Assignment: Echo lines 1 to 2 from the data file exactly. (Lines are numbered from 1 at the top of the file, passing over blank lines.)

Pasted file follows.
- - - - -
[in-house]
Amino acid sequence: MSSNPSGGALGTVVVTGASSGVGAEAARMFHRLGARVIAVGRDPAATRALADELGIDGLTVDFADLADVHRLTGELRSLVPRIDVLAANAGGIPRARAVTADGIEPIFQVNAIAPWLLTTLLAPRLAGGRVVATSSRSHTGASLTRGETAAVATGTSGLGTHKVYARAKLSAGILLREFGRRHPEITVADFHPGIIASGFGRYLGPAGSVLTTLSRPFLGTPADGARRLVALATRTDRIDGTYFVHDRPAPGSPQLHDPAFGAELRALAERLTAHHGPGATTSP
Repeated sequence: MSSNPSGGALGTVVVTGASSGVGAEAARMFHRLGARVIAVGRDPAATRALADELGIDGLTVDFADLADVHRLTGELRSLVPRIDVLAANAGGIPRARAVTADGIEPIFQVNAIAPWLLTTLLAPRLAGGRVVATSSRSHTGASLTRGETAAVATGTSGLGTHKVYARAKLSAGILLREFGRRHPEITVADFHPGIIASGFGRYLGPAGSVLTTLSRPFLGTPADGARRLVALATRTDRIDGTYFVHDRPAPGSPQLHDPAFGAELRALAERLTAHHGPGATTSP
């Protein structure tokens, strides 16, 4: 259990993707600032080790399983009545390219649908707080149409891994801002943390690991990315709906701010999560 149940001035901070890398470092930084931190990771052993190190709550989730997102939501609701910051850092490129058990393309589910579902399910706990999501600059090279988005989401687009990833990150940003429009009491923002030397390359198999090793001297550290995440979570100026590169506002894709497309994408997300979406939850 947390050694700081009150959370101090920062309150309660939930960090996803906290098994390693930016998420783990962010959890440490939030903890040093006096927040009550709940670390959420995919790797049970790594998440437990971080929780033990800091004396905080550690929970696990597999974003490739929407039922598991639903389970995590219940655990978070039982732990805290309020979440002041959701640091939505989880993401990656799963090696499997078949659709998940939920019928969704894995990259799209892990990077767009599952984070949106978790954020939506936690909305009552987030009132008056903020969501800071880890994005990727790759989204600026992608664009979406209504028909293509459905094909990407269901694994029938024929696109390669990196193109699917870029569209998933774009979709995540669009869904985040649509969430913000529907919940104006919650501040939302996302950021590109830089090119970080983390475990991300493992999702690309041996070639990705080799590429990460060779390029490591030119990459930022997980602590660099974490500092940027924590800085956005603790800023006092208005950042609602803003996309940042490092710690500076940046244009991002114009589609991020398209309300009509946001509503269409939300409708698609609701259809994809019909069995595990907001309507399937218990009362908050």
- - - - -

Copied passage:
[in-house]
Amino acid sequence: MSSNPSGGALGTVVVTGASSGVGAEAARMFHRLGARVIAVGRDPAATRALADELGIDGLTVDFADLADVHRLTGELRSLVPRIDVLAANAGGIPRARAVTADGIEPIFQVNAIAPWLLTTLLAPRLAGGRVVATSSRSHTGASLTRGETAAVATGTSGLGTHKVYARAKLSAGILLREFGRRHPEITVADFHPGIIASGFGRYLGPAGSVLTTLSRPFLGTPADGARRLVALATRTDRIDGTYFVHDRPAPGSPQLHDPAFGAELRALAERLTAHHGPGATTSP